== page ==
Crossing Seaton Sluice Bridge we can look back at the harbour

Crossing Seaton Sluice Bridge we can look back at the harbour

My adventure with the sea isn’t quite over yet though.  Following the other side of the channel I come to a narrow cut.  Looking south along the coast I am thrilled to find that in the far distance I can see St. Mary’s Lighthouse at Whitley Bay.  You might remember my post.

Can you see it, across the bay?

Can you see it, across the bay?

Quite a way off

Quite a way off

It's a wonderful coastline!

It’s such a wonderful coastline!

I follow the coastal path back into the village.  Looking down at the rocks I’m astounded to find a heron, nonchalantly checking out the seafood.  I do hope he approves.

I returned to Seaton Delaval Hall that afternoon.  Very nice chocolate fudge cake!  I’ll share my visit when Paula returns from her holiday, but we might look at the garden before then.

Meantime I should thank Wikipedia for all their information, and you for sharing it with me.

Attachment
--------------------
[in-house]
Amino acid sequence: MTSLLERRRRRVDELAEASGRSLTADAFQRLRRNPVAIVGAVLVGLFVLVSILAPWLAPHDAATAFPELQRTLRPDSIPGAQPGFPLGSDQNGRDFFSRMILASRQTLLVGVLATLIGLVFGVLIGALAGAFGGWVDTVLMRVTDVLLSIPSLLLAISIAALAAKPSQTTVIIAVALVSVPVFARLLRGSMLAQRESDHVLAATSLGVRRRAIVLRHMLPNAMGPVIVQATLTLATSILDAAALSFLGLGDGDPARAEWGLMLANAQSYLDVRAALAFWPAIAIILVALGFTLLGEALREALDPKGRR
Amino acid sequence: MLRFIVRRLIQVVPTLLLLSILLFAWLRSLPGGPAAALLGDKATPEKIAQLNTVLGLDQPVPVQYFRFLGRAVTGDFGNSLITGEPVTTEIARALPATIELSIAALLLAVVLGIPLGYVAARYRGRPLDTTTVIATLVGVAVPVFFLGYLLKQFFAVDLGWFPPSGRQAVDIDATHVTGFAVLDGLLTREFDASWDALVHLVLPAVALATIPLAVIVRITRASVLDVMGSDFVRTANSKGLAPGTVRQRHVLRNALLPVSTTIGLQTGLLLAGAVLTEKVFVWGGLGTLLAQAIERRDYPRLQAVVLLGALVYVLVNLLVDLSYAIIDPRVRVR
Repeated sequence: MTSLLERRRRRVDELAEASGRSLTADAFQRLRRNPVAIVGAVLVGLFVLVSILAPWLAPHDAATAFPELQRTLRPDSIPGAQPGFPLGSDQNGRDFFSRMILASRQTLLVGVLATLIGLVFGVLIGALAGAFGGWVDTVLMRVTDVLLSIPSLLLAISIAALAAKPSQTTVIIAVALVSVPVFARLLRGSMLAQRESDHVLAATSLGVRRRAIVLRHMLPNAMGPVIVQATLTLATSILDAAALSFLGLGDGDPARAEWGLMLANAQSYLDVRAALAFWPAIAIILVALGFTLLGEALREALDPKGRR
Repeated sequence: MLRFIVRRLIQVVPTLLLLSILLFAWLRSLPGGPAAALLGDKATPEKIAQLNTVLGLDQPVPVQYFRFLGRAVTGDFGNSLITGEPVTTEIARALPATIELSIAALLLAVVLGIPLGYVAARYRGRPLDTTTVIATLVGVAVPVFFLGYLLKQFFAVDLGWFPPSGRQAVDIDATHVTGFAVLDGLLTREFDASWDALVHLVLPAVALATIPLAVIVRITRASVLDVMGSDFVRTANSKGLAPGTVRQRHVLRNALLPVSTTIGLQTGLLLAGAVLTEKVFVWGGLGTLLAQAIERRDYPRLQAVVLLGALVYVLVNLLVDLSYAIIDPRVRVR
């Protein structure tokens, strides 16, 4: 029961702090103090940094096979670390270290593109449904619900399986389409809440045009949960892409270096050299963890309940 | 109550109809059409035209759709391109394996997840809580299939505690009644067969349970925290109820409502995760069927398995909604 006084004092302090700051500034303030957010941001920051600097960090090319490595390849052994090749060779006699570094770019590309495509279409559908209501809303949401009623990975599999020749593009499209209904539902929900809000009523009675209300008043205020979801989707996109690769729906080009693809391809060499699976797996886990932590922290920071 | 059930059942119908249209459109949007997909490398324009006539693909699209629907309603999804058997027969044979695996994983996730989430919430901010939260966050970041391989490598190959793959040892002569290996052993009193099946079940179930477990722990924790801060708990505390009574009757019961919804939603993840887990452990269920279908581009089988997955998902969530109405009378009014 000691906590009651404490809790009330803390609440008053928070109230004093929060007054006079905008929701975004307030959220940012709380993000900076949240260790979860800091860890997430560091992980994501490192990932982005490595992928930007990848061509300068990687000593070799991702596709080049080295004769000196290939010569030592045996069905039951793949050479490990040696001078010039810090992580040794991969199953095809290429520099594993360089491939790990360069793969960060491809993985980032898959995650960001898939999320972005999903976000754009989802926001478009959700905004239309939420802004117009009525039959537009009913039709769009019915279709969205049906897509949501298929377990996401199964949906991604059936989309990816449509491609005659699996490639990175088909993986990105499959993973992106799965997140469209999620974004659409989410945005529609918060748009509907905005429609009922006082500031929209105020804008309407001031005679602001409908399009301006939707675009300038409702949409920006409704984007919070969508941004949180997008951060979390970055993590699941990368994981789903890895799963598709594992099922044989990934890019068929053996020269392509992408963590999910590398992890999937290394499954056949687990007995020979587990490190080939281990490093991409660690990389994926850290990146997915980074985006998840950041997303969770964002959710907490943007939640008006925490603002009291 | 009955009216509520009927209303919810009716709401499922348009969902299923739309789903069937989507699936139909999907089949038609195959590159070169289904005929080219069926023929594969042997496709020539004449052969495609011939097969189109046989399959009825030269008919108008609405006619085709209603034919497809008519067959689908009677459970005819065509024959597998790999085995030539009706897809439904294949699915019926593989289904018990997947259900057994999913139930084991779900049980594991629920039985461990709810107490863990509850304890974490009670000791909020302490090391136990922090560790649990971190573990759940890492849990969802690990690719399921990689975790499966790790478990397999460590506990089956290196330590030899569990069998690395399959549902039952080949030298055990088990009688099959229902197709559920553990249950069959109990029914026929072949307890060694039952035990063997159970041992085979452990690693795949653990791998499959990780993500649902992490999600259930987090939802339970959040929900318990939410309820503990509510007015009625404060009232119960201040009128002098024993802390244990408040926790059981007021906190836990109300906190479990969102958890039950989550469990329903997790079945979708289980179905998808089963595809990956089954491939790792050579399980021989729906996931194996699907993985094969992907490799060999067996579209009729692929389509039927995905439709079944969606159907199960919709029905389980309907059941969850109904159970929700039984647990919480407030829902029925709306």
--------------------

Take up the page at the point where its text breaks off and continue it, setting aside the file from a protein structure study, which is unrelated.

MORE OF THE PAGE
walking logo

Kettle’s on and I just have time to tell you that I have lots more wonderful walks to share this week before it boils.  Details of how to join in are on my Jo’s Monday walk page.  A click on the logo should do it.  Thanks to all of you, old friends and new.  Bring on the walks!


Violet Sky was first to share this week, with such a good-looking lighthouse, too!

Cabot Head

And Anabel is going for broke- 3 for the price of 1!!!

Cairnpapple Hill

Exotic Wats and stupas all the way from Thailand, with Junk Boat Travels :

Wat Yai Chai Mongkol

And Jesh has me wanting a goat’s life in Zion National Park!

Utah’s Colours

Quite a few wild orchids down Eastbourne way.  Cheers, Geoff!

Eastbourne to Birling Gap and back

Can’t you almost feel the rain dripping down your neck with Ruth?

A walk in the rainforest

Jude is taking me to unknown parts of Cornwall this week.  Please bring a walking pole for safety!

Down the Cot Valley

Drake is dallying by the water (in his element).  A peaceful and idyllic place to be :

Out of Town 

Keeping an eye out for bears seems a good idea when you’re in the woods!  Please say ‘hi’ to Woman’s Eye View :

Humbled again

Gilly has a lovely new look!  Have you seen it yet?

Strolling the garden in the wood

And a beautiful garden sequel.  Don’t miss it!  Even the title is beautiful!

Falling for a silver pear at Knightshayes

Pauline’s gone all modern and high rise on us.  Come and look (if you’ve a head for heights)!

On top of the world

And take a peak at what’s in store for the future :

Browsing in Brunswick Heads

That’s it for another week!  Hope you can join me next Monday.  In the meantime you could do worse than pop in to Monday Escapes.  Happy walking!